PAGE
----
Which doesn’t last long because then The Cabin In The Woods gives us everything we wanted and more. When Marty and Dana (or, the Fool and the Virgin) get into the hidden lift and go down into the bowels of the facility, I practically bounced out of my seat with glee. There are so many monsters hidden down there, many of them nods to other horror franchises, and it’s exhilarating to see so many of them in one place.
(And in other places, too; the scenes from other facilities around the world are like cherries on top of the world’s biggest, most brightly coloured and excitingly flavoured ice cream sundae.)
Another layer of awesome gets piled on when all of those monsters get released, and carnage ensues. Seriously, has any horror film ever promised so much, and then delivered so spectacularly? Often, horror movies fall flat because their villains aren’t scary enough, or believable enough, but in The Cabin In The Woods the stakes are ridiculously high. It manages to sell us on layer after layer of danger, and it never once wimps out. That ending – the only ending a film like this could ever have, really – is perfect. As viewers, our only regret – just like Dana and Marty – is that we won’t actually get to see it play out.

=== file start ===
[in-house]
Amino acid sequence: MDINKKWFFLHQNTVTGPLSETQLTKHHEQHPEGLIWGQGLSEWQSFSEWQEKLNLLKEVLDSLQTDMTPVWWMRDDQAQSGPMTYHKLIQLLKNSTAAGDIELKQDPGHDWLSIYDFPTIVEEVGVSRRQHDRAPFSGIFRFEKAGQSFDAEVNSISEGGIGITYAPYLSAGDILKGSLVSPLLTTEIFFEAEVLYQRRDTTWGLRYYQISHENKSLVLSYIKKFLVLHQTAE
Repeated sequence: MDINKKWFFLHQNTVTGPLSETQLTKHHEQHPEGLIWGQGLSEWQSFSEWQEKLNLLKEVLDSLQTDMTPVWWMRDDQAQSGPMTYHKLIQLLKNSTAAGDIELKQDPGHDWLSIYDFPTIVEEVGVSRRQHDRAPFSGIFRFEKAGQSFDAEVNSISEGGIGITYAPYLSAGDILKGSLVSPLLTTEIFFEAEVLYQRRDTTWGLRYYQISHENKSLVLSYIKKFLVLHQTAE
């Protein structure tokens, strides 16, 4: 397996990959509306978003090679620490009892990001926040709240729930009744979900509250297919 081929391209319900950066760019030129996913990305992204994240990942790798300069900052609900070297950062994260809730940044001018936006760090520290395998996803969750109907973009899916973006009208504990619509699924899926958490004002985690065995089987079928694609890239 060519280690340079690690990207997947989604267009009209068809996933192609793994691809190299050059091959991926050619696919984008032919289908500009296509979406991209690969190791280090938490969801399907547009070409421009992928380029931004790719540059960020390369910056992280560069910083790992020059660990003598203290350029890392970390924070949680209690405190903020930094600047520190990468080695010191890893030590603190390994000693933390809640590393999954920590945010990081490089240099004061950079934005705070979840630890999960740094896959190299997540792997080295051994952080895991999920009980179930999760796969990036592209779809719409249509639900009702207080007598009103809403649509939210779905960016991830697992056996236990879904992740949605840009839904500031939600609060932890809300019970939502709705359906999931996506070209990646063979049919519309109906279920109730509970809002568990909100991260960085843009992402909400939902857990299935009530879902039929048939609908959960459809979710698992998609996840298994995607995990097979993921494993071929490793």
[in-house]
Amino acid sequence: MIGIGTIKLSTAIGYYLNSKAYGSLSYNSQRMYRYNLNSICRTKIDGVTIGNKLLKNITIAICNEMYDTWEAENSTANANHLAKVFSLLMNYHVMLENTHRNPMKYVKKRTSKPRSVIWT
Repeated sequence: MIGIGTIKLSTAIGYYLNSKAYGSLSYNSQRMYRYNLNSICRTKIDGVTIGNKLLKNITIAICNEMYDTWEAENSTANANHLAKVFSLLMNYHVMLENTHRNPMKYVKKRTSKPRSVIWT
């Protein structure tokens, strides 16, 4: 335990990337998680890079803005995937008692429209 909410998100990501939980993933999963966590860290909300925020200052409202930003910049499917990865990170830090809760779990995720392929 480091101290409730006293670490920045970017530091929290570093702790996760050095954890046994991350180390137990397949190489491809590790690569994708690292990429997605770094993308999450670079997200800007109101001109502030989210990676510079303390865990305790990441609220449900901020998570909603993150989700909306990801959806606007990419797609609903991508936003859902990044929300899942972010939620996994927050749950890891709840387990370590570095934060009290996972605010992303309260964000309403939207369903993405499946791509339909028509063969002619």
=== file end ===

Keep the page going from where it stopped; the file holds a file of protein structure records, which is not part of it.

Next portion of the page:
The Cabin In The Woods is relentless in its brilliance. It delivers everything any horror fan could ask for in a movie; it answers every complaint ever levelled at the genre. It wraps up everything we love about horror movies and hands it to us, with a big shiny bow on the top. We get well-drawn characters we can believe in and root for; we get ridiculously high stakes; we get bucketloads of gore (but no torture!); and we get more monsters than you’d find in Roger Corman’s entire filmography.